Skip to main content

How to Cite US Government Documents in MLA, APA Citation Style: Public Laws and Administrative Codes

Citing Government Documents in the Body of the Paper (Parenthetical Citations)

MLA Style -- References in the body of the paper

MLA documentation style uses brief parenthetical citations in the text that lead to the list of works cited. To cite government documents in parenthetical references, the MLA Handbook refers users to page 224, Section 6.4.5. Citing a Work by a Corporate Author.

Following MLA Style guidelines, the first element in a parenthetical reference (generally, the author) should correspond to the first element in the List of Works Cited.

If you are referencing a number of legislative documents, you will need to include enough information in the parenthetical reference to direct the reader to the correct reference in the List of Works Cited.

"When giving the name of a corporate author in parentheses, shorten terms that are commonly abbreviated...." (MLA Handbook 224) e.g., (U.S. Cong. House. Comm. on House Administration).

As you can see, even with the abbreviations, this makes for a fairly long reference and may make your paper more difficult to read. One alternative is to include the reference in a sentence.

"In 2001, the United States Congressional Committee on House Administration published their report on the Bipartisan Campaign Reform Act of 2001 (House Rept. 131).  In the report, ..."

If you need to reference a number of legislative or legal documents throughout the body of your paper, you may wish to use another citation style, such as the Chicago numbered note style or APA style. You will need to choose the citation style that best fits your needs (and approved by your instructor) and use it consistently throughout the paper.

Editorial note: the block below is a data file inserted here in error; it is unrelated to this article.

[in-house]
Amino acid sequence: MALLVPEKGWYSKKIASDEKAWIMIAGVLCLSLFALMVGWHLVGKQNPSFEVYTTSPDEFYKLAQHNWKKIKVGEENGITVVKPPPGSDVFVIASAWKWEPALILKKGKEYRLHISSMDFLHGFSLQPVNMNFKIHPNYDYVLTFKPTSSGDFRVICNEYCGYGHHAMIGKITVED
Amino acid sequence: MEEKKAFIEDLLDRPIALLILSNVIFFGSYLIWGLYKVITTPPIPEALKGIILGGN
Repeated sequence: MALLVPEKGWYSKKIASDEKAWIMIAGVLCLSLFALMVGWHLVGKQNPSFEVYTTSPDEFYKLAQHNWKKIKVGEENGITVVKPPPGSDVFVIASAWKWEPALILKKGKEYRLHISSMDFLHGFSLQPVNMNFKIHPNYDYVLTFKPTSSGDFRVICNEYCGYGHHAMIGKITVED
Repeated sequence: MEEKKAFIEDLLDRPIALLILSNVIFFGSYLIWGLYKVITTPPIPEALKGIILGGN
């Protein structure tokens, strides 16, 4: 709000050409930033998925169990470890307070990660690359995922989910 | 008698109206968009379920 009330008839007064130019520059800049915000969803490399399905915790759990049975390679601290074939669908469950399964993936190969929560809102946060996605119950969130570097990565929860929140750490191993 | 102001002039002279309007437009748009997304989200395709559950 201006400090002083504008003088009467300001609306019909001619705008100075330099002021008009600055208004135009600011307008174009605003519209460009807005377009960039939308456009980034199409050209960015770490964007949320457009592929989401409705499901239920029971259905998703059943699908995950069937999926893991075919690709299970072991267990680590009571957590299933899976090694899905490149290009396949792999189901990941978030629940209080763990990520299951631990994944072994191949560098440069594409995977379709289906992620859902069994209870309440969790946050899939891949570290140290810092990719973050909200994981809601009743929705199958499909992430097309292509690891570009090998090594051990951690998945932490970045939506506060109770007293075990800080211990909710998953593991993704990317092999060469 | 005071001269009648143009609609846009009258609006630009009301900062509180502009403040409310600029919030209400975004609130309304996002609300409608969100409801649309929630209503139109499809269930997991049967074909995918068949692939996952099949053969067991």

Laws and Adminstrative Codes

An act (e.g., law, public law, or statute)

"If you are citing an act in the works-cited list, state the name of the act, its Public Law number, its Statutes at Large* volume number and inclusive page numbers, the date it was enacted, and its medium of publication." (MLA Handbook, 205)

*Statutes at Large publishes "session laws" (in chronological order, by session of Congress)
See also: Administrative Codes, below.

National Voter Registration Act of 1993. Pub. L. 103-31. 107 Stat. 77-89. 20 May 1993. Hein Online: The Modern Link to Legal History. Web. 13 Jan. 2012.

--Pub. L. 103 - 31 is the public law number (103rd Congress, law number 31)
--107 Stat. 77-89 is volume 107 in the Statutes at Large (Stat.), pages 77-89.

Administrative Codes

The United States Code is the official reporter for laws (statutes) currently in force, arranged by subject.

  • In MLA style,"References to the United States Code, which is often abbreviated USC, begin with the title number....
  • Alphabetize a USC entry as if it began United States Code.
  • When including more than one reference to the code, list the entries in numerical order by title [title number] and, within titles, by section."

Reference to section within the United States Code:

2 USC. Sec 431. 2010. LexisNexis Academic. Web. 6 April 2012.

References to state administrative codes should follow the same basic pattern.

Web Accessibility Assistance